Understand exactly how you will tell the bank to move money from one account to another and to send wire transfers. The bank should accept instructions by phone and fax. Email is great, but rare. PGP still seems almost unknown. Internet banking via the Web is a very strong plus. It is absolutely essential that the bank will issue you a Visa or Mastercard that you can use in ATM machines. This is usually either a secured credit card or a debit card. Well-managed international banks don't risk their money on you. They risk yours. An advantage is you can usually choose your credit line. Just make a security deposit of the appropriate size. An extra advantage of keeping your money offshore is that each year you get to decide how much to pay to the US Government -- if any.
When your account is in a tax haven, that is, a country where there is no income tax, the IRS can't simply take your money the way they do in the US. There's no withholding, and no IRS seizure. If there's any question about whether you are "obligated" to send anything, you are in a superb negotiating position.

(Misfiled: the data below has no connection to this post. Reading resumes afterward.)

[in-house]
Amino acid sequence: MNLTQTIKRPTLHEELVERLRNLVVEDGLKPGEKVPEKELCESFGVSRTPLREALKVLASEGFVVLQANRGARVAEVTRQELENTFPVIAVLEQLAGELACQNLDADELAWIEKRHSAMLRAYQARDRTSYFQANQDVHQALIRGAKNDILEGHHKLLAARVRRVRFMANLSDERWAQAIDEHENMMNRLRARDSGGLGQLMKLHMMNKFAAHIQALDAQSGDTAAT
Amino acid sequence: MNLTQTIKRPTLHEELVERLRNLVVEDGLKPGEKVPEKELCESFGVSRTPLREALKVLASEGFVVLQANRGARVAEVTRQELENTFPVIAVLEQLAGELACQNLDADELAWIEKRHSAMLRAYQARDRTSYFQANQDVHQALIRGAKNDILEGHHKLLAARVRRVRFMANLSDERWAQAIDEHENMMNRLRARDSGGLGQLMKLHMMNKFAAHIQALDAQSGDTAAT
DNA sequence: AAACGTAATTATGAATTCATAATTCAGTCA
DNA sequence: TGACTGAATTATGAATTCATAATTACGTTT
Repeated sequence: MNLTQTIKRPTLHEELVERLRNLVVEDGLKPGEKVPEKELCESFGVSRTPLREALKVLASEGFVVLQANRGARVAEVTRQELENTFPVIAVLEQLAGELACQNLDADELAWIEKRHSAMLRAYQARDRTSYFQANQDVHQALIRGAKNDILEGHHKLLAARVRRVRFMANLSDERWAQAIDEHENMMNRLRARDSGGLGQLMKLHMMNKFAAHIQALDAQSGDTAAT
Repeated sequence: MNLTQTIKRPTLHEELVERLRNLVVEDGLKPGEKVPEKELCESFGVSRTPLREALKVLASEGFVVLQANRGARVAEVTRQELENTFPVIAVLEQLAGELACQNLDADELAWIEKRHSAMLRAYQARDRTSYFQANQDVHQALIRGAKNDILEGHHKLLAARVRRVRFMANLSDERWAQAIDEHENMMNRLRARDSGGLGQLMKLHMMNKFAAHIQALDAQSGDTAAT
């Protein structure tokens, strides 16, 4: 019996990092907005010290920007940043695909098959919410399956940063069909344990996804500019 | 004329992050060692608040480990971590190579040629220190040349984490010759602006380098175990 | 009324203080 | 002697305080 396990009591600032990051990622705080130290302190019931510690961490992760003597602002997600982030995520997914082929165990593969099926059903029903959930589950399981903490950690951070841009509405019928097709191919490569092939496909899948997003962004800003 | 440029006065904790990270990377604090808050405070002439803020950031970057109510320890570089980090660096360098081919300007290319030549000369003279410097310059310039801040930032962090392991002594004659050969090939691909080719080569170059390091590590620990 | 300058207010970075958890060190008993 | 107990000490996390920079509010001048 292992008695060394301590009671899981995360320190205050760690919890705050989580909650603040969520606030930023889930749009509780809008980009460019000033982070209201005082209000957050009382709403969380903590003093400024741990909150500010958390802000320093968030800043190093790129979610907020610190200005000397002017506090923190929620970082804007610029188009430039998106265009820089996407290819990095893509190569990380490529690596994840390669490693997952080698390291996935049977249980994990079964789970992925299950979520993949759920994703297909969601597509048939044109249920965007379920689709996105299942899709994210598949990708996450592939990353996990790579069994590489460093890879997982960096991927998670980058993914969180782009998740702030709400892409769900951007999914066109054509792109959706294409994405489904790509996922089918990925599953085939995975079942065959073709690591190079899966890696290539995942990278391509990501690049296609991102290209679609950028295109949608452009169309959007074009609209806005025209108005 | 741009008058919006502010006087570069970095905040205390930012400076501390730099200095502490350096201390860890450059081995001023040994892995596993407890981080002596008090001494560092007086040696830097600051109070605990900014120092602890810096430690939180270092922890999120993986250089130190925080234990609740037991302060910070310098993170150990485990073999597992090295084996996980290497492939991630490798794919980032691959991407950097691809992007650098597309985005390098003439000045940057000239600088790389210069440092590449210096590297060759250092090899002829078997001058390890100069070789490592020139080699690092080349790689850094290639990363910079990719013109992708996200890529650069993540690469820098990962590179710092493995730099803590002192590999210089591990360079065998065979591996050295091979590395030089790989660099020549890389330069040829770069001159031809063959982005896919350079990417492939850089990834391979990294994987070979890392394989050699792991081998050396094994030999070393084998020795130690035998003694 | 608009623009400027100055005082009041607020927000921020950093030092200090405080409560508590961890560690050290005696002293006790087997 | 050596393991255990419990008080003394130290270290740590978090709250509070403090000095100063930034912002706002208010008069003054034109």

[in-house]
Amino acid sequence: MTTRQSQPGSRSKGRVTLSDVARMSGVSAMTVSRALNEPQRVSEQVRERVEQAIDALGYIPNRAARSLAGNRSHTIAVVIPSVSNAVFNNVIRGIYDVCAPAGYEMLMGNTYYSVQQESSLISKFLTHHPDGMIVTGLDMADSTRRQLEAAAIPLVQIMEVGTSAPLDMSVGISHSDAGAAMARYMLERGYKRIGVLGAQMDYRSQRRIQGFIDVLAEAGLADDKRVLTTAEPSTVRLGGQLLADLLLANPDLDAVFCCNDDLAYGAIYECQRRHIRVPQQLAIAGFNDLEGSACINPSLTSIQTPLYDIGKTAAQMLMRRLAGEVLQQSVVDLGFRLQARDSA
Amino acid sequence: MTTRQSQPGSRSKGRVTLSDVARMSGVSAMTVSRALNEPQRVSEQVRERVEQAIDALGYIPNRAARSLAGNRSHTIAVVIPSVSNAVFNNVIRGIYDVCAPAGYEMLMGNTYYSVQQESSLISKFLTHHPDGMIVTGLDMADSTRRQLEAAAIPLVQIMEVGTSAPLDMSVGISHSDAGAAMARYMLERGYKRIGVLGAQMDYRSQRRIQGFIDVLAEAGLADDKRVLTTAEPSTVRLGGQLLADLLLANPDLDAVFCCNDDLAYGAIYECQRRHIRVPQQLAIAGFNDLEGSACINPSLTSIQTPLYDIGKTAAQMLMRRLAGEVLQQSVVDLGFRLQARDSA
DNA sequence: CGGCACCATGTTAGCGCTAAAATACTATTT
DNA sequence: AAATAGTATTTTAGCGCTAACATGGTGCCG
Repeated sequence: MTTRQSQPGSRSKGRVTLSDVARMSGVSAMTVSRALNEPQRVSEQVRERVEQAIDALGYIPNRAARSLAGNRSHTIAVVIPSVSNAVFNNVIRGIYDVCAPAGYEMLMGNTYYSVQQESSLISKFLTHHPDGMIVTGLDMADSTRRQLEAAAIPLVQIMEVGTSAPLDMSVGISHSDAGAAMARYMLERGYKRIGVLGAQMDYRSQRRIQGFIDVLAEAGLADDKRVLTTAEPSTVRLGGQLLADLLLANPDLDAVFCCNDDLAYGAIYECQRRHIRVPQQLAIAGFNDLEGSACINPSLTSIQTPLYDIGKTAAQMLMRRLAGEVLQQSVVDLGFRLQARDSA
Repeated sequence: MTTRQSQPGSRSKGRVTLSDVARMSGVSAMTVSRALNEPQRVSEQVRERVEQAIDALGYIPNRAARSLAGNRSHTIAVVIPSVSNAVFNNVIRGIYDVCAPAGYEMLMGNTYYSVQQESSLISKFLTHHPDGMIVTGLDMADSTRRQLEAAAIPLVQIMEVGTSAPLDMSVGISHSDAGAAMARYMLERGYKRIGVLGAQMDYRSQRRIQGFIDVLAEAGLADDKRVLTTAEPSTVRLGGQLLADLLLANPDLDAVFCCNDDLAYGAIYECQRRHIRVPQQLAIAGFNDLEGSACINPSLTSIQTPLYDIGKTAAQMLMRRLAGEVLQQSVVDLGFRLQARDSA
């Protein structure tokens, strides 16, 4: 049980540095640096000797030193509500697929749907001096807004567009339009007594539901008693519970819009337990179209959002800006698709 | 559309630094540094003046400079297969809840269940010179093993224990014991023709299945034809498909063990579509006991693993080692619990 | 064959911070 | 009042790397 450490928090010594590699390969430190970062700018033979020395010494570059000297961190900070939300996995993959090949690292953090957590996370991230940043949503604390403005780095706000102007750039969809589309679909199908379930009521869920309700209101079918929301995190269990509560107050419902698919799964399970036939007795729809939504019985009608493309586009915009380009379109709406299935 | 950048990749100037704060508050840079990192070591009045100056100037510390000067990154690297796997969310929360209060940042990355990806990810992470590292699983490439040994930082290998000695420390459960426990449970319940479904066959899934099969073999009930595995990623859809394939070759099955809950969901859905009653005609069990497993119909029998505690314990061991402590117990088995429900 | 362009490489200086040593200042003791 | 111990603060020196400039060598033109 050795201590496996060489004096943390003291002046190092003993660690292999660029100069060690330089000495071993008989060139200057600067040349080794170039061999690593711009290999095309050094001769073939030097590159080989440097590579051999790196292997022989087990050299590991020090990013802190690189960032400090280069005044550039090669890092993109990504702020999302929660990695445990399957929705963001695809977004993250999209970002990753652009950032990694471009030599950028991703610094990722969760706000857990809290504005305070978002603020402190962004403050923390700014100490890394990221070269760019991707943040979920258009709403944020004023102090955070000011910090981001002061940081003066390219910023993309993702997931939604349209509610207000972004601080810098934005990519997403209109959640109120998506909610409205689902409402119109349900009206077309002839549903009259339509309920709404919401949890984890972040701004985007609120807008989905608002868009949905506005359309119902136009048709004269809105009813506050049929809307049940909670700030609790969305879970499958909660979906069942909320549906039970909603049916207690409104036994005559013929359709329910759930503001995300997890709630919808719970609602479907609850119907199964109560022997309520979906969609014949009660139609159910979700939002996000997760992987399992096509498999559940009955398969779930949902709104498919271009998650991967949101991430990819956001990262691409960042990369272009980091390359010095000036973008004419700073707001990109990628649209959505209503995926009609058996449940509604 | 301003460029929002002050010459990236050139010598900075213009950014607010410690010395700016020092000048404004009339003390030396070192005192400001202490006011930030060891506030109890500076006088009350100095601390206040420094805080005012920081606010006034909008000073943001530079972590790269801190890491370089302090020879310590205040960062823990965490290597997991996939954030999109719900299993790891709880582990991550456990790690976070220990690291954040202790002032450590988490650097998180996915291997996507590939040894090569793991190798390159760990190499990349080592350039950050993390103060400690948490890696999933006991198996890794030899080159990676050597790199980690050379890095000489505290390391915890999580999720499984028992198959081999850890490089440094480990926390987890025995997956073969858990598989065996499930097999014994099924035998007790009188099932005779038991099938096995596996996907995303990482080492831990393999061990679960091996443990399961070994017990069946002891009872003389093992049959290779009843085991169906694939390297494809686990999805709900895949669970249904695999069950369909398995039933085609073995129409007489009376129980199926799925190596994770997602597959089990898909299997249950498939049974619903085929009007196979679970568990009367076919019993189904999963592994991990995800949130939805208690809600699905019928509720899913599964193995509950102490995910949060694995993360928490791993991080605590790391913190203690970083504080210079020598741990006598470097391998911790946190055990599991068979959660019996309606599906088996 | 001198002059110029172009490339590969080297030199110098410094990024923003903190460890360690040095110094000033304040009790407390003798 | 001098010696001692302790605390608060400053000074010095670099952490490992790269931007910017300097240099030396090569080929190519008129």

Staying in Touch As If You're Next DoorWhat makes all this work is the Internet. With your business in cyberspace instead of on some piece of dirt, you can live and work almost anywhere you like. It's hard to find a country without good Internet connections today. Anytime you are going to be in one place for a few months, get an account with a local ISP, or Internet Service Provider, and use that account to connect to the net. The ISP gives you a local phone number, user name, and password you use to connect to the Internet. You then use the Internet to reach your Web and email services. It doesn't matter how far away on the map the systems providing these services are. With the Internet they're just a click away. When you're actually travelling or have recently arrived, use Internet cafes. There are Internet services, such as JFax, that provide you with your own phone number in your choice of many major cities around the world. Voice and fax calls to your phone number are answered with your customized message, automatically converted to email, and sent on to you no matter where in the world you are. You can also send faxes via email, with all the formatting of your favourite word processor. If you want multiple phone numbers in different locations for multiple "branch offices", just ask. This service generally costs less than $15 a month per number. Before you leave the US get an AT&T Direct calling card. You can use it around the world to call back to the US. In an emergency you can get your email anywhere there's a phone. You'll need to keep an inexpensive Internet dial up account in the US if you want this extra backup access.